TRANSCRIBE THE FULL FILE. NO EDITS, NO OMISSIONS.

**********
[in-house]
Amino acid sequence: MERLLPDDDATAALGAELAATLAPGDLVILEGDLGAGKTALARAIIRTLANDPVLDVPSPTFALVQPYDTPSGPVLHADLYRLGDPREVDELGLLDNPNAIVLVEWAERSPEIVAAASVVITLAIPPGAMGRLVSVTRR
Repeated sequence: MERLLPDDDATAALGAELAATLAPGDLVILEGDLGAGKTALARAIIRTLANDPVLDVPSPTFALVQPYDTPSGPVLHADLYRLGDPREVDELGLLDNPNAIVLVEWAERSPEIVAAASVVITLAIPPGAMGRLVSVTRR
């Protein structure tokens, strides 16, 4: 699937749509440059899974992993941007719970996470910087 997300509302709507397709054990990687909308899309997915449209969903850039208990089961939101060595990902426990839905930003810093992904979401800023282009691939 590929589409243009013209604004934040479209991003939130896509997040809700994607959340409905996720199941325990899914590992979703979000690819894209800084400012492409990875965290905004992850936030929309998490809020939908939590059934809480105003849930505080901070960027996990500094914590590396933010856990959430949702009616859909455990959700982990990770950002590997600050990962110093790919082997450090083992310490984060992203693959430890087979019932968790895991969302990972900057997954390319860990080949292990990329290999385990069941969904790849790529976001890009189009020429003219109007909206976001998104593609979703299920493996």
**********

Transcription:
[in-house]
Amino acid sequence: MERLLPDDDATAALGAELAATLAPGDLVILEGDLGAGKTALARAIIRTLANDPVLDVPSPTFALVQPYDTPSGPVLHADLYRLGDPREVDELGLLDNPNAIVLVEWAERSPEIVAAASVVITLAIPPGAMGRLVSVTRR
Repeated sequence: MERLLPDDDATAALGAELAATLAPGDLVILEGDLGAGKTALARAIIRTLANDPVLDVPSPTFALVQPYDTPSGPVLHADLYRLGDPREVDELGLLDNPNAIVLVEWAERSPEIVAAASVVITLAIPPGAMGRLVSVTRR
């Protein structure tokens, strides 16, 4: 699937749509440059899974992993941007719970996470910087 997300509302709507397709054990990687909308899309997915449209969903850039208990089961939101060595990902426990839905930003810093992904979401800023282009691939 590929589409243009013209604004934040479209991003939130896509997040809700994607959340409905996720199941325990899914590992979703979000690819894209800084400012492409990875965290905004992850936030929309998490809020939908939590059934809480105003849930505080901070960027996990500094914590590396933010856990959430949702009616859909455990959700982990990770950002590997600050990962110093790919082997450090083992310490984060992203693959430890087979019932968790895991969302990972900057997954390319860990080949292990990329290999385990069941969904790849790529976001890009189009020429003219109007909206976001998104593609979703299920493996």